I know a lot of you see this blog on your all-singing, all-dancing smart phones - and perhaps you can't see the dates on the poster because they're too small. In any case check it out here - you may need to be a club member or to buy advance tickets. Good luck!

Thanks for dropping in - it's always nice to see you!

Tuesday, 25 March 2014

I sent a friend my latest uke youtube, and her response was "You're mad...."

It's a very cold, very wet, rather miserable spring day. Temperature not set to rise above 6 degrees C all day. Already, at 9.00 am I've had time and cause to ponder deeply about life thus far. I've been wide awake since 4.30 am, mind wandering all over the place. I made tea at 7.00. Husband declared he'd had a vivid dream about his brother, who died nearly thirty years ago. I'd already been planning my day, and had resolved to get out my mother's photo albums from the 1970's. Drinking my tea in bed, (bliss, that first cup of tea of the day!) I opened the first album - and the first picture was of LSH's brother. Such a coincidence... there followed pictures of my family, many of them with LSH's family, as they all shared some holidays back then. Most of the people in the photos are dead now. Pics also of us as a young family around the time our children were born in the late 70's, and when they were still very small. Such a very long time ago. So much water passed under the bridge, and our lives completely different now... careers begun, followed through and ended, parents passed, children well grown and living their own independent lives.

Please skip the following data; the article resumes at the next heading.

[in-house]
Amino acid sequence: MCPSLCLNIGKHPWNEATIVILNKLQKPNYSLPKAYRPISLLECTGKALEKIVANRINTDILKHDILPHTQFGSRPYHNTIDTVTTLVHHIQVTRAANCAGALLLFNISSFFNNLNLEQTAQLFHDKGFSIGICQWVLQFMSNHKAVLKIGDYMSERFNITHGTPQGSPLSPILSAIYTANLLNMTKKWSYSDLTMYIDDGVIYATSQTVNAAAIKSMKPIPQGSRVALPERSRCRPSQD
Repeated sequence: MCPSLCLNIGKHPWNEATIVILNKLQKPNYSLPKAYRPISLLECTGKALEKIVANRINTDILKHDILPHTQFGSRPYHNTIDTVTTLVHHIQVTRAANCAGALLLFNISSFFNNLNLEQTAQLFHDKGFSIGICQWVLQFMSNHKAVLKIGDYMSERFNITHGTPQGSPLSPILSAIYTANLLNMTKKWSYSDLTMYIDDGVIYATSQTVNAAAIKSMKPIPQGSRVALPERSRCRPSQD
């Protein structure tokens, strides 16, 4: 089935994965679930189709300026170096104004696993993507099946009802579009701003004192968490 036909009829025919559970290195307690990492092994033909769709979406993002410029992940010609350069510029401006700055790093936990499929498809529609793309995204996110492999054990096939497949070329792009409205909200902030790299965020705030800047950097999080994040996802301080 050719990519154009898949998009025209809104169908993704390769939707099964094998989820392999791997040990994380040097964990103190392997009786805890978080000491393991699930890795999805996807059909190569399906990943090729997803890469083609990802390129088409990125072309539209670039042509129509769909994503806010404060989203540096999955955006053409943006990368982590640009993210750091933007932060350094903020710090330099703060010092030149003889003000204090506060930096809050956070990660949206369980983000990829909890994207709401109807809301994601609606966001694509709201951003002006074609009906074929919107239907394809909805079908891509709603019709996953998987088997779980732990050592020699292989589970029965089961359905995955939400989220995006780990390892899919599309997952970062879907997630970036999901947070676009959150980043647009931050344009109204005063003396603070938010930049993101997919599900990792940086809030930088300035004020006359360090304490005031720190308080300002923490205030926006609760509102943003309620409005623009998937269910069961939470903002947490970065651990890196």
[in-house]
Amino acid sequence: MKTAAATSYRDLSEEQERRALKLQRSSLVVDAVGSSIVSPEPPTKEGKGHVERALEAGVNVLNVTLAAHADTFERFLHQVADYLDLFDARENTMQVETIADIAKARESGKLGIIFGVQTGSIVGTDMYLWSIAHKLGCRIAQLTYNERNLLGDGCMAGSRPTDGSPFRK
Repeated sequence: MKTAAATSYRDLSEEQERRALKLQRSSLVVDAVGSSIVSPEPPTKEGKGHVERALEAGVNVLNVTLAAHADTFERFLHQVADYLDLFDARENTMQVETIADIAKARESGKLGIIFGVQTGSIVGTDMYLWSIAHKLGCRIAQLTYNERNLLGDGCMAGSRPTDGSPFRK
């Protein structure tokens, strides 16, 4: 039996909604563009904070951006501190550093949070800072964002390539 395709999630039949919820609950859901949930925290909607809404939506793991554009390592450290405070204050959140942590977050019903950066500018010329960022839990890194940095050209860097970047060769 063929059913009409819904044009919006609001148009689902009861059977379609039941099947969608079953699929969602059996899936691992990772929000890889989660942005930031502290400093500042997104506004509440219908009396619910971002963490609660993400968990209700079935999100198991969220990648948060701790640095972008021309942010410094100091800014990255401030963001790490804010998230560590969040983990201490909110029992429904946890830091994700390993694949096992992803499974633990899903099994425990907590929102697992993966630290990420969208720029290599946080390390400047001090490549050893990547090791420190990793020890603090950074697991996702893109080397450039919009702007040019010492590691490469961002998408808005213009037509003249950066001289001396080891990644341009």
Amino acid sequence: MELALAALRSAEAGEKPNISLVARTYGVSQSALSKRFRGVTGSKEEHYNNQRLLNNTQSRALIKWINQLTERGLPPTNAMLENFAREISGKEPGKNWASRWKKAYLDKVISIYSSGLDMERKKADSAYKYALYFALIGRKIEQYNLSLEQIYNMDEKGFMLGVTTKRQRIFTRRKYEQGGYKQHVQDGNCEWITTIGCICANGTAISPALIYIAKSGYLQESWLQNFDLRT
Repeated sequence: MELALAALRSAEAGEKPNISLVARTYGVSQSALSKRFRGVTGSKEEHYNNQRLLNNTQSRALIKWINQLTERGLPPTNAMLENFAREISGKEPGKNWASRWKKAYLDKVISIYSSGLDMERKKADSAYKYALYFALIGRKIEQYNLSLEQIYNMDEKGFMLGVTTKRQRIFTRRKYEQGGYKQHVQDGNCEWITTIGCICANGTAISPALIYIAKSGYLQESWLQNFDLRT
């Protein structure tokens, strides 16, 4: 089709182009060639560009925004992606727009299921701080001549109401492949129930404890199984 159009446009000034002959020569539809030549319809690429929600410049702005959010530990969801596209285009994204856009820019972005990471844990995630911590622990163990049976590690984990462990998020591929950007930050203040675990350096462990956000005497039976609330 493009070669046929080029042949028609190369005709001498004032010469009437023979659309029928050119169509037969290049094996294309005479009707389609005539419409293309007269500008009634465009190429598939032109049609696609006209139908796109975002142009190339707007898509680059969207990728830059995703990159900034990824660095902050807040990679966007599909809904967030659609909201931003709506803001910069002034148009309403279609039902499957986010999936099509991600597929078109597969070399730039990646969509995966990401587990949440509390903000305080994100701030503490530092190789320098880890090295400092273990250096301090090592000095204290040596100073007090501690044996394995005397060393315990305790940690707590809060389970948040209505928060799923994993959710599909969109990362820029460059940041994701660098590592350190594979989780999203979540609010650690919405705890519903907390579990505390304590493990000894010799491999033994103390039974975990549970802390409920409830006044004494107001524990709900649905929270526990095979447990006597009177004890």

And me, since that Eureka Joe Brown "I'll See You In My Dreams" moment - I play the ukulele now. Nearly every day. I promised I'd talk about my progress over the last two years since I started this blog... well, for one thing, I used to be terrified of my own web-cam, but I've got used to it now - I reckon that has taken a full two years to accomplish... and now, if I want to do a youtube video to take part in the Ukulele Underground Forum "Seasons of the Ukulele" contests, I no longer feel as though the Thing is watching me.